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Purchasing a home in Arizona with a VA Loan

Today’s guest article comes from Brandon Laughridge and our friends at MortgageLoanPlace.com and covers the topic of VA Loans.

One of the nation’s best home loan programs was created specifically for veterans and their families. Today, VA loans remain among the country’s most popular, and with good reason. VA loans provide a degree of flexibility and low-cost incentive that few loans, if any, can match.

The Veterans Administration does not issue loans. Rather, it guarantees the loans, giving lenders financial security that often translates to excellent loan terms for qualified borrowers. The VA offers several types of loans, from home construction and purchase to loans that can be used for energy efficiency improvements.

Besides the ultra-competitive rates, VA loans come with a host of other significant benefits for veterans and their families. There is no down payment requirement on a home with a VA loan. Borrowers also do not have to pay for private mortgage insurance every month.

Qualified borrowers can receive up to 100 percent of a home’s value. The VA uses loan limits that vary by state. Borrowers cannot exceed these established limits, which currently max out at $729,000 in high-cost areas of the country. Right now, the loan limit for Maricopa County and the Scottsdale region of Arizona is $417,000.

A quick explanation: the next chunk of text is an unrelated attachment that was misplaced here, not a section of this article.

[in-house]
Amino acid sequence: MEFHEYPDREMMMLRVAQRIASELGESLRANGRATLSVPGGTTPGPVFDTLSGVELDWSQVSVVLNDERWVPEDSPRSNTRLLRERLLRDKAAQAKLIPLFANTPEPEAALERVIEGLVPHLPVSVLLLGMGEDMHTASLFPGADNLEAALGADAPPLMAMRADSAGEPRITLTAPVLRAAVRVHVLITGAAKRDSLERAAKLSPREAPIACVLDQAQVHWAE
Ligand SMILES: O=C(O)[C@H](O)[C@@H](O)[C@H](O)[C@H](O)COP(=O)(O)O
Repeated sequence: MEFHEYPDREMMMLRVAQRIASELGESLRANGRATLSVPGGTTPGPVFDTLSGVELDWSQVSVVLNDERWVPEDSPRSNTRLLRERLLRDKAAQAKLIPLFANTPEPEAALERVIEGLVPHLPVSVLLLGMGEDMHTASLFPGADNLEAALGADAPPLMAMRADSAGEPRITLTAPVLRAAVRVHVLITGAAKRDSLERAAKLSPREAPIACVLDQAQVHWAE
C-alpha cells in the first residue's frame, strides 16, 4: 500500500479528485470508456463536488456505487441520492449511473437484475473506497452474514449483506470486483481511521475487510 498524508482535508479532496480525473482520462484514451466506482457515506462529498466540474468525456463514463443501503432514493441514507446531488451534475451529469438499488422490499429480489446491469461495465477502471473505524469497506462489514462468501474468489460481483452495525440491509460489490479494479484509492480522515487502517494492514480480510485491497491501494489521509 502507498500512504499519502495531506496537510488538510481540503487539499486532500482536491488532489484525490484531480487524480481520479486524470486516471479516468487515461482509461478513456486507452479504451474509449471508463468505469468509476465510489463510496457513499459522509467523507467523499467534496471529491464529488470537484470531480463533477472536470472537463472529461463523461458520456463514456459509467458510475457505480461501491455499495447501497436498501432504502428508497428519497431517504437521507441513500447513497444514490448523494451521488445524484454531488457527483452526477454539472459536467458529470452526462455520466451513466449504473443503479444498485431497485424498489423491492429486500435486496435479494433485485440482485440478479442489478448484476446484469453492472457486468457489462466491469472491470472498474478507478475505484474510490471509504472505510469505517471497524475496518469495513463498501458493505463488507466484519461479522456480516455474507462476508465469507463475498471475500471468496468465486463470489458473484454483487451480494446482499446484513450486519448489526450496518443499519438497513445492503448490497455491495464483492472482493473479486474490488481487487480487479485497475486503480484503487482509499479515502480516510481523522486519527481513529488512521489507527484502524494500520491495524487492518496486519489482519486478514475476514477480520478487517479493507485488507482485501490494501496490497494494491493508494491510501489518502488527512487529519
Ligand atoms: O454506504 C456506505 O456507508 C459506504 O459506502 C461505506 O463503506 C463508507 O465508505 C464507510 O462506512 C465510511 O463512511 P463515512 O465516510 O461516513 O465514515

For active-duty military members, interest rates on VA loans are capped at 6 percent. Many military members can make interest-only payments while on active duty, ensuring that banks or other lending institutions cannot foreclose on their home.

Closing costs are also capped and can be pooled with the overall cost of the loan. VA loan holders can also prepay on their loans without financial penalty. Even veterans with conventional home loans can utilize a VA loan to refinance up to 90 percent of their home’s appraised value.

There are some eligibility requirements for veterans interested in obtaining a VA loan. First, veterans must obtain a Certificate of Eligibility, which certifies that they meet the program’s initial criteria.

Any military member who has served 181 days on active duty during peace time or 90 days during war time may be eligible, along with those who have served at least six years in the Reserves or National Guard. Spouses of service members killed in the line of duty may also be eligible.

Not everyone who is eligible will qualify for a VA loan. The agency will ultimately examine a veteran’s credit and financial history, along with other key indicators. But veterans with poor or even no credit history can obtain a VA home loan. So can those with bankruptcy or foreclosure in their past.

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